My friend Danger Dave took me to Los Compadres for the first time a few years ago. He guaranteed that they had the best camarón enchilado taco (spicy shrimp), better than Tijuana favorite El Mazateño.
I have since gone to Los Compadres almost every week for the past couple of years for that very same taco. If I upload a picture to social media, I get flooded with questions as to where to find this taco (and many jealous comments). Here’s the answer:
You find Los Compadres next to Parque Teniente Guerrero at the corner of 4th street and Cinco de Mayo. Open 7 a.m. and 3 p.m. daily, except Sundays. They start running out of shrimp around 1 p.m., so you need to get there early. They also serve fish and shrimp tacos (with or without batter), caldo de cahuamanta (stingray broth), marlin tacos, and more.
All of their tacos are big. The battered fish and shrimp tacos are nothing to rave about and sell for around $1 each. They deep fry longer than usual, making the batter dark and crunchy. I prefer that type of taco light and crisp, so for battered fish and shrimp tacos I go to a nearby food truck.
Their caldo de cahuamanta they recommend for hangovers, especially if you add a spoonful of their very spicy salsa. It will sweat your hangover away, and Los Compadres will turn a blind eye if want to drink a Tecate at their taco stand. Their marlin taco is decent and similar to what you would find at any other taco stand that sells marlin.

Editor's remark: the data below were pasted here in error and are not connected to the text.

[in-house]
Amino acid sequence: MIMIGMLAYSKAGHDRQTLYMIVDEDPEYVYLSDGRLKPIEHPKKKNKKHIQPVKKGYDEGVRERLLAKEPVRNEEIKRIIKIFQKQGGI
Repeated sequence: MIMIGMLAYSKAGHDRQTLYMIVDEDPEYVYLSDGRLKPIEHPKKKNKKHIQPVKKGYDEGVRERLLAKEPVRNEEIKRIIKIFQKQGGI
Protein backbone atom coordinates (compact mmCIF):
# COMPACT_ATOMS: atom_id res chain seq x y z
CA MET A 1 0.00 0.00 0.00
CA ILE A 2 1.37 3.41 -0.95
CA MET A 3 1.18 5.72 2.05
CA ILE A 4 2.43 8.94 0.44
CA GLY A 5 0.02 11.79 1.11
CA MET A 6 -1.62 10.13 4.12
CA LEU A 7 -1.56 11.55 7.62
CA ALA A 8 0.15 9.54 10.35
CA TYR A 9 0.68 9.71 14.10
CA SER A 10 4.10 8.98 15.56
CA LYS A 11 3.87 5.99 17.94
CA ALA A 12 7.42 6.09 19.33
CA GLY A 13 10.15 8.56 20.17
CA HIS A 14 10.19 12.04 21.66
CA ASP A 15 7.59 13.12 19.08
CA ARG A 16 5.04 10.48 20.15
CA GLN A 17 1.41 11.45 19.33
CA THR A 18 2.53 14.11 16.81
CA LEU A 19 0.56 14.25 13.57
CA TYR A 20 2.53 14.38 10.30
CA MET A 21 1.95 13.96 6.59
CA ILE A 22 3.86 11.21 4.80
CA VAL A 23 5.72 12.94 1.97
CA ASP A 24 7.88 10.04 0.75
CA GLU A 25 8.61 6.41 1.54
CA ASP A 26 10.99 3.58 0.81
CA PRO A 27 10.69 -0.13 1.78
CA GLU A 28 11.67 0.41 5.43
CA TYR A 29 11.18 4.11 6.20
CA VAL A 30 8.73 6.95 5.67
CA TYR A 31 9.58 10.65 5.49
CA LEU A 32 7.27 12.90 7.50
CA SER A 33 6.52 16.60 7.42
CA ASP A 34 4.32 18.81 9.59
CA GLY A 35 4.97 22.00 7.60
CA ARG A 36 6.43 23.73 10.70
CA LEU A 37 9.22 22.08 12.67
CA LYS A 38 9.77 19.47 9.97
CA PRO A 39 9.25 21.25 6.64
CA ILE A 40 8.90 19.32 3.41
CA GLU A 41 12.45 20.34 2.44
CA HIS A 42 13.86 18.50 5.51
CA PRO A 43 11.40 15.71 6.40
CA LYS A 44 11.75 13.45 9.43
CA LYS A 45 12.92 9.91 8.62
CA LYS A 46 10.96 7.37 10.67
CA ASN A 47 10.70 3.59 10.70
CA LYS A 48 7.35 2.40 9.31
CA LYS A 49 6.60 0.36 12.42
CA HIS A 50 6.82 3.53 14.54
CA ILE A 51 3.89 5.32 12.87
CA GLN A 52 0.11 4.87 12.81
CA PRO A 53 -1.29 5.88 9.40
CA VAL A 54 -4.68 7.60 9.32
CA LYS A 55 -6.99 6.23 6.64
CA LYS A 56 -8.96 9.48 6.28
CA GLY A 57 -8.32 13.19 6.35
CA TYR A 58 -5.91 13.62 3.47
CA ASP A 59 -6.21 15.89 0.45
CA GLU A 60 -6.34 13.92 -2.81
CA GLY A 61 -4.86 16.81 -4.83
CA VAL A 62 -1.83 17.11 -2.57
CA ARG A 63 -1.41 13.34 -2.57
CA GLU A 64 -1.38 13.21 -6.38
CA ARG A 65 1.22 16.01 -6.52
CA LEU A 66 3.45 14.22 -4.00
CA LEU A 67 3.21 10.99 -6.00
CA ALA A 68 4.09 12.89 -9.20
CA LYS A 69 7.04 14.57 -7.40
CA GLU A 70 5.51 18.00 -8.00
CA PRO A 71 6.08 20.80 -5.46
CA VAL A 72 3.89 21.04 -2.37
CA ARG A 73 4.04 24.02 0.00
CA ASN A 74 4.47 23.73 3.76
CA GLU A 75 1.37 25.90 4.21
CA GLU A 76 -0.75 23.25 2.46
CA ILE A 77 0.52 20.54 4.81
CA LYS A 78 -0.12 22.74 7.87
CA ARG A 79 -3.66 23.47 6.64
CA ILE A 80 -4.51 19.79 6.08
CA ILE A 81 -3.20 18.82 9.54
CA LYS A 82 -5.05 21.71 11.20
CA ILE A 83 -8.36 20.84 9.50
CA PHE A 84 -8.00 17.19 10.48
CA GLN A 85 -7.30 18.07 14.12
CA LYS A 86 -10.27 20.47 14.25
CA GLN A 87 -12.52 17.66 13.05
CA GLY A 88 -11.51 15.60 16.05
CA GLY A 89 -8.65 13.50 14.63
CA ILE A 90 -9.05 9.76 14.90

Definitely the MVP and the main reason to go is the camarón enchilado. I could write a love song about this taco. It’s gigantic, greasy, has lots of melted cheese that gets burnt around the crust of the tortilla, and is loaded with a lot of flash-fried shrimp that was dunked in buttery chili sauce. It is topped (all optional) with cream, cabbage, tomato, cilantro, and chipotle sauce. It’s a complex and messy item to pick up and eat.
It’s not just me that has been addicted to these shrimp tacos. My friend Erik Trejo, who worked at Blind Lady Ale House, would regularly cross the border early morning just to eat the taco and head back north to work. The painful wait of crossing the border wasn’t enough to dissuade him.
Another friend who teaches English in Saudi Arabia stayed in my apartment for a month last summer. He ate two tacos de camarón enchilado every morning for his entire stay. He still randomly messages me that he misses the taco.
And it’s not just my friends. I have also bumped into owner of Baja-Med restaurant La Justina, Javier Cair, at Los Compadres. A former neighbor of mine, a white guy that partied too much, would take hordes of Americans and Europeans for that taco and kept the party going while drinking Tecate on the street.
None of the ingredients are gourmet or fancy. It’s a dirty fish taco truck just like the Tijuana Gods intended, and they happen to serve the best camarón enchilado taco I have ever tasted. They have a tip jar in form of a Tecate bottle. Drop some coins in when you are done with your meal and shout “por la causa!” Which means “for the cause,” the cause being to buy more Tecate.